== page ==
“Rest and be thankful.” –William Wordsworth
An important lesson, which we all are taught in life, is to be thankful for our blessings. We have either learnt it from our parents or grandparents or our Value Education teachers. We are taught to say thank you prayers for the small (not actually small) and big joys we experience every day without a conscious realization.
As a child, saying a thank you prayer was just an exercise. But even today, when we are finally grown-ups, the actual realization seems distant. Are we really thankful for everything we have? Do we value what we have or take our life for granted? Do we realize that we are lucky to be blessed with no disabilities and do we take conscious efforts to maintain our health? Do we know that we have the opportunity of developing our talents which maximum people are deprived of? We complain and grudge when life throws lemons at us but we do not stop and take a moment to wonder about the innumerable moments of pure happiness which come our way.
Being thankful is not just about saying thank you prayers or lighting a candle/diya when our wishes are fulfilled. A mere prayer is not enough!
“The simplest acts of kindness are by far more powerful than a thousand heads bowing in prayer.”
I believe, charity is the true way of being grateful for whatever we have. By charity I do not mean money only. Charity could mean voluntarily donating blood or volunteering at a hospital or celebrating a festival at an orphanage or sponsoring the education of your maid’s child. Even the smallest possible act can fill light in others’ lives and help us get rid of feelings of dissatisfaction and discontent. We need to give a thought to the cause that is closest to our heart and research about places where we can volunteer for these causes. Another wonderful way of giving away is Vidya-daan i.e. educating for free. It is, in fact, also said to be the noblest form of charity. One does not need a high-profile NGO to volunteer for free education. It is possible to visit small organizations or schools and offer to teach once a week or once a month.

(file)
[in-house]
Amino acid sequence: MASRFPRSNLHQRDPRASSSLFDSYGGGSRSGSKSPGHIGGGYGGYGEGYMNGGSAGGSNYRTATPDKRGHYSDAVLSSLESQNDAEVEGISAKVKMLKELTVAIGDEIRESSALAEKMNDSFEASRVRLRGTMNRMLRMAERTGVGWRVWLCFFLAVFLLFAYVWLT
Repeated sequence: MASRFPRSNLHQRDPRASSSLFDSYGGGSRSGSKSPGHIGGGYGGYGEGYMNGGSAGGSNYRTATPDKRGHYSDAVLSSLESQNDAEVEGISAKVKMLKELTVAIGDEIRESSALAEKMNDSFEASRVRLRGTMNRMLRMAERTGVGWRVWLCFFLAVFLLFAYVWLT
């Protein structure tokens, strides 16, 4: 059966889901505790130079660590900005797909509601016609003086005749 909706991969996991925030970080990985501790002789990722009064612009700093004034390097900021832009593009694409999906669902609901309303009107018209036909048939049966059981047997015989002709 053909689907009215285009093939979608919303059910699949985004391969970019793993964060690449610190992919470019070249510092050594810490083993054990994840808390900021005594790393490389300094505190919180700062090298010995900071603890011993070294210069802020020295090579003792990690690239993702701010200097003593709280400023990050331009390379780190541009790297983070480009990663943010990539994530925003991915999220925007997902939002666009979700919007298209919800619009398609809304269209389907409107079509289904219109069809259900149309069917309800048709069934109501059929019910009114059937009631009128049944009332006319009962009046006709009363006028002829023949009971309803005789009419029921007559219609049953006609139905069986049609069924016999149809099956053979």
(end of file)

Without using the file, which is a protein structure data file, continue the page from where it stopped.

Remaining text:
We all are indebted to the society in some way and charity is indeed the right way of paying back this debt. Just like we have our saving plans, insurance plans and pension plans in place, we ought to have a ‘charity plan’ because, only saying ‘thank you’ is not enough!